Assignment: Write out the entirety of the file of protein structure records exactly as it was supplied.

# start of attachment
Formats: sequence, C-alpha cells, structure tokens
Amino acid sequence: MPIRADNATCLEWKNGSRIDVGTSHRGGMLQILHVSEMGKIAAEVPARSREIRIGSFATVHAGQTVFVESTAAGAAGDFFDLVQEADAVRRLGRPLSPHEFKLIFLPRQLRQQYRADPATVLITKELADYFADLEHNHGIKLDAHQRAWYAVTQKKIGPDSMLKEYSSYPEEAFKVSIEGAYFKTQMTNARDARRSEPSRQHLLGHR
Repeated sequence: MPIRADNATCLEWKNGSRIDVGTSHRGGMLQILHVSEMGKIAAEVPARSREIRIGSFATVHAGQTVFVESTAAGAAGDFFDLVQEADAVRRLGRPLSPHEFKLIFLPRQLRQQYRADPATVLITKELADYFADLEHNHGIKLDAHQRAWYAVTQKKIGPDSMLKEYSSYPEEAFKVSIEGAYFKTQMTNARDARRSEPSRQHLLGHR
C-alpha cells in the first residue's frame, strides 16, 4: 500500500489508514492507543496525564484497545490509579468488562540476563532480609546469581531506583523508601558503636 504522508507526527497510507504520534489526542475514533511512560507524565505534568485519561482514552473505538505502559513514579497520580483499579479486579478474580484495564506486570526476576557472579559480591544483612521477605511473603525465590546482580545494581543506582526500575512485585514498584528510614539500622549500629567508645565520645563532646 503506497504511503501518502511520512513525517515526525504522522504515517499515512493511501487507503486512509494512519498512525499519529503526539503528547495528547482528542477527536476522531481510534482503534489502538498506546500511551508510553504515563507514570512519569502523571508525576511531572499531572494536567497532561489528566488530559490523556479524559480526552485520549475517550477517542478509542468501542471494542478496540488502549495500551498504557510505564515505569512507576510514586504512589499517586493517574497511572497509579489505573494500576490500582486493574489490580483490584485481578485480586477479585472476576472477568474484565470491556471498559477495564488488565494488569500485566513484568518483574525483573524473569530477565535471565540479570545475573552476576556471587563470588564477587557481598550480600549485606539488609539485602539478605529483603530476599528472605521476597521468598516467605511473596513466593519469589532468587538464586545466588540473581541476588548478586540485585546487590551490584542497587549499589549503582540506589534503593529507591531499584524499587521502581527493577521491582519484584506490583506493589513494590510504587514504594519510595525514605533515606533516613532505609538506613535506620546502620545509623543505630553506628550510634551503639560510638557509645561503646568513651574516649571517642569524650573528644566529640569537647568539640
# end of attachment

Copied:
Formats: sequence, C-alpha cells, structure tokens
Amino acid sequence: MPIRADNATCLEWKNGSRIDVGTSHRGGMLQILHVSEMGKIAAEVPARSREIRIGSFATVHAGQTVFVESTAAGAAGDFFDLVQEADAVRRLGRPLSPHEFKLIFLPRQLRQQYRADPATVLITKELADYFADLEHNHGIKLDAHQRAWYAVTQKKIGPDSMLKEYSSYPEEAFKVSIEGAYFKTQMTNARDARRSEPSRQHLLGHR
Repeated sequence: MPIRADNATCLEWKNGSRIDVGTSHRGGMLQILHVSEMGKIAAEVPARSREIRIGSFATVHAGQTVFVESTAAGAAGDFFDLVQEADAVRRLGRPLSPHEFKLIFLPRQLRQQYRADPATVLITKELADYFADLEHNHGIKLDAHQRAWYAVTQKKIGPDSMLKEYSSYPEEAFKVSIEGAYFKTQMTNARDARRSEPSRQHLLGHR
C-alpha cells in the first residue's frame, strides 16, 4: 500500500489508514492507543496525564484497545490509579468488562540476563532480609546469581531506583523508601558503636 504522508507526527497510507504520534489526542475514533511512560507524565505534568485519561482514552473505538505502559513514579497520580483499579479486579478474580484495564506486570526476576557472579559480591544483612521477605511473603525465590546482580545494581543506582526500575512485585514498584528510614539500622549500629567508645565520645563532646 503506497504511503501518502511520512513525517515526525504522522504515517499515512493511501487507503486512509494512519498512525499519529503526539503528547495528547482528542477527536476522531481510534482503534489502538498506546500511551508510553504515563507514570512519569502523571508525576511531572499531572494536567497532561489528566488530559490523556479524559480526552485520549475517550477517542478509542468501542471494542478496540488502549495500551498504557510505564515505569512507576510514586504512589499517586493517574497511572497509579489505573494500576490500582486493574489490580483490584485481578485480586477479585472476576472477568474484565470491556471498559477495564488488565494488569500485566513484568518483574525483573524473569530477565535471565540479570545475573552476576556471587563470588564477587557481598550480600549485606539488609539485602539478605529483603530476599528472605521476597521468598516467605511473596513466593519469589532468587538464586545466588540473581541476588548478586540485585546487590551490584542497587549499589549503582540506589534503593529507591531499584524499587521502581527493577521491582519484584506490583506493589513494590510504587514504594519510595525514605533515606533516613532505609538506613535506620546502620545509623543505630553506628550510634551503639560510638557509645561503646568513651574516649571517642569524650573528644566529640569537647568539640